Fruit growers have outlined the "abuse of market power" in their David versus Goliath relationship with the supermarket sector, revealing that producers are sometimes forced to sell fruit below the cost of production due to "predatory pricing behaviour."
In a submission to a Senate inquiry on supermarket pricing and market power, Fruit Growers Victoria chair Mitchell McNab said it was an "unsustainable situation" for growers struggling to make a living and the general public relying on fruit producers maintaining production.
"The two major retailers, Coles and Woolworths, are able to set the price for horticultural produce due to their dominant 65 per cent market share," he said.
"Growers must accept prices offered because their produce is perishable, they require cash flow to meet production costs, or because they are afraid of retribution.
"The price is set by the lowest price available. We are concerned that abuse of market power and unfair buying terms is making fruit growing uneconomic, with our members reporting being forced to sell fruit below the cost of production."
He added that the 2010 Horticulture Code of Conduct and Food and Grocery Code of Conduct has had little, if any, material effect on the "predatory pricing behaviour of the major supermarkets."
Over 70 per cent of Australian-grown apples and pears are sold in major supermarkets.
The experience of apple, pear and stone fruit growers and packing sheds in Victoria is a snapshot of the power imbalance between powerful supermarkets and agriculture industries comprised mainly of small to medium-sized operations across the country.
Buying prices for apples, pears and stone fruit is determined weekly via an online tender process between retailers and suppliers and "the lowest price becomes the price."
It also means prices can often fluctuate dramatically on a week-to-week basis, making planning and budget decisions difficult for growers, according to Mr McNab.
A lack of price transparency, where supermarkets hold the pricing information, further dwindles any bargaining power producers may hold.
The FGV submission recommended several policy reform measures, including strengthening of current regulatory arrangements covering unfair contract terms and enabling collective bargaining to counterbalance power imbalances.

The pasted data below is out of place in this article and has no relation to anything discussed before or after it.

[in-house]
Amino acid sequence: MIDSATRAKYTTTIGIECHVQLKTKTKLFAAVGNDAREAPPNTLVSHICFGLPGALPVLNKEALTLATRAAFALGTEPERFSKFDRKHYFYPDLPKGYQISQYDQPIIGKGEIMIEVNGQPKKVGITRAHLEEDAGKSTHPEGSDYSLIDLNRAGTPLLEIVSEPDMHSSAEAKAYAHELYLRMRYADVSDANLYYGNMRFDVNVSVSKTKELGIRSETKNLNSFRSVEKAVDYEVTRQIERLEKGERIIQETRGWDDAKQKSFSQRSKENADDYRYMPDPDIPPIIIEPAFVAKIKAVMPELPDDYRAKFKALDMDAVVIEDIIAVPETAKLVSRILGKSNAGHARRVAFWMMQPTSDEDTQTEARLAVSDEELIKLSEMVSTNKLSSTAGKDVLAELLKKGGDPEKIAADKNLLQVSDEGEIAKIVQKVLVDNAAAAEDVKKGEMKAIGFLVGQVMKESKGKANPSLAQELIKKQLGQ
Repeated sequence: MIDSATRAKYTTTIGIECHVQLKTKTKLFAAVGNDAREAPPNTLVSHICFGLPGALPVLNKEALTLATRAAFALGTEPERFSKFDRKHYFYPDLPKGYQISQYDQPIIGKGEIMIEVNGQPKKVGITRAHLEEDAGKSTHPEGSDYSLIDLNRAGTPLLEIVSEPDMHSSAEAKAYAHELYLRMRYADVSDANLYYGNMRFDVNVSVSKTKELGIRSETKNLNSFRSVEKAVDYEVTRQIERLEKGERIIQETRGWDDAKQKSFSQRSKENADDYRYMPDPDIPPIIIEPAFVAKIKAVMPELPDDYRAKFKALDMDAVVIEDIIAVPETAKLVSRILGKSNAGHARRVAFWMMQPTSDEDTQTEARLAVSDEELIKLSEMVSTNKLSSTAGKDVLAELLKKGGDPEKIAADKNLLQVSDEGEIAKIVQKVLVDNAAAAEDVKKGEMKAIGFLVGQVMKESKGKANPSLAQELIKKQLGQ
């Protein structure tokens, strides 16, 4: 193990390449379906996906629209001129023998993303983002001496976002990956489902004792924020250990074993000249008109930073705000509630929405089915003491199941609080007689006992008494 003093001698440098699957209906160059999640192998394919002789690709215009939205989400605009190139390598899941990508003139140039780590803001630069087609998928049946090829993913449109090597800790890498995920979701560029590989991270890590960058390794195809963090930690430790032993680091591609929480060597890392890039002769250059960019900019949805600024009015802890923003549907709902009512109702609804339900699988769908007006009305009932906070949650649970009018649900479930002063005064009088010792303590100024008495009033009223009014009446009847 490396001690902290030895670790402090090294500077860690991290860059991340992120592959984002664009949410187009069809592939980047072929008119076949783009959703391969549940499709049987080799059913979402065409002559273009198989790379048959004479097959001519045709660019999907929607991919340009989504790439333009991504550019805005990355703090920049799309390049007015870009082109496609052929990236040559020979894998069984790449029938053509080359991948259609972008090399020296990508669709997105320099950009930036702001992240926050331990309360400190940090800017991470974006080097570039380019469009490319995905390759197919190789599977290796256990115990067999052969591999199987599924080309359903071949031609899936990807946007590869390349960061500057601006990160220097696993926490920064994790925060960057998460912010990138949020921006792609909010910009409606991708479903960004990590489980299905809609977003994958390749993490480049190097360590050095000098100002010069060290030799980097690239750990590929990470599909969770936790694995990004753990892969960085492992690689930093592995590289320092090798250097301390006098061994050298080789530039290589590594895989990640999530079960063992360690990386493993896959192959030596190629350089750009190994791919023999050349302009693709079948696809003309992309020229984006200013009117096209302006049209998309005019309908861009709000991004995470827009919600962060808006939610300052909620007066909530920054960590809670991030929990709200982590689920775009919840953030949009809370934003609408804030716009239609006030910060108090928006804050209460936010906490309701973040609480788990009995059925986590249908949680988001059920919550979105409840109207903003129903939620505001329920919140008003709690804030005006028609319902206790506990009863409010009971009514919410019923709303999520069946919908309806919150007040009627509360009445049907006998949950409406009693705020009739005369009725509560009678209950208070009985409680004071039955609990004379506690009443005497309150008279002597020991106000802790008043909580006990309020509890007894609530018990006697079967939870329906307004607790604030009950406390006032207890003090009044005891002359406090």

It also suggested the introduction of mandatory price reporting from the two major supermarkets to the Australian Competition and Consumer Commission that detailed all supply chain costs and margins.
"While this represents an imposition on the supermarkets, their social licence has been compromised to the extent this is now a necessary measure," it said.
Mr McNab also called for the regulator to dig deeper into where margins are being taken through the supply chain to help determine when price spikes were genuinely attributable to input cost increases or were genuine price gouging.
The latter point taps into a strong theme within a report by former competition regulator Allan Fels' who made the brutally frank assessment that Australia has "weak and ineffective competition in too many markets".
The report, released last week, also claimed that "sellers inflation" has occurred amid increasing corporate concentration and corporate profits.
Professor Fels identified eight "exploitative business pricing practices" used by "oligopolies" to squeeze consumers that could not be solely attributed to variables like inflation or supply chain cost pressures.
THE PR WAR
But it is not only the day-to-day battle against supermarkets that growers say they are up against, with the public relations war also woefully lop-sided courtesy of the major corporations' cashed-up public relations and marketing divisions.
Queensland Fruit & Vegetable Growers has warned Australians to bunker down against regular "spin specials on the truth" concerning rising food prices from major supermarkets during the the Senate inquiry.
QFVG chief executive Rachel Chambers claimed Coles had already started by telling "half the story" in its inquiry submission in claiming that requests from suppliers and farmers were a key driver of supermarket price increases.
In its inquiry submission, Coles said it had received 3804 requests from suppliers for cost increases last financial year.
"What they left out, is how many of these suppliers were granted these requests," Ms Chambers said.
"A glaring omission given data released last year from the Independent Reviewer of the Food and Grocery Code found 100 per cent of suppliers did not feel their issues were satisfactorily addressed by the retail/wholesale buying teams."
She also said that claims made by Woolworths in its submission that food inflation had been driven by cost increases from supplier partners, along with cyclical impacts in fresh food markets, "infuriate growers."
"As we know many of our growers are still receiving similar prices as they were a decade or more ago," she said.
Meanwhile, National Farmers Federation chair Jolyon Burnett said it was "disingenuous" that supermarkets were using deflection tactics in inquiry submissions "established to review their own pricing practices."
"It is disappointing, but perhaps predictable, that their first attempt at a defence fails to shine any light on their pricing practices and attempts to blame the victims," he said.
"It is telling that their only evidence to support their claim that it's supplier costs that have driven up prices and not their profiteering is the number of requests made by suppliers for price increases, not the increase prices they've actually paid to suppliers."
He added that supermarkets did not need suppliers to open their books to know the impact on production and prices of "well-documented and discussed" recent increases in inputs, such as fertiliser, chemicals, labour and transport.
"They can field a thousand requests and not pay a cent more and that is the experience of fresh produce growers across the country," he said.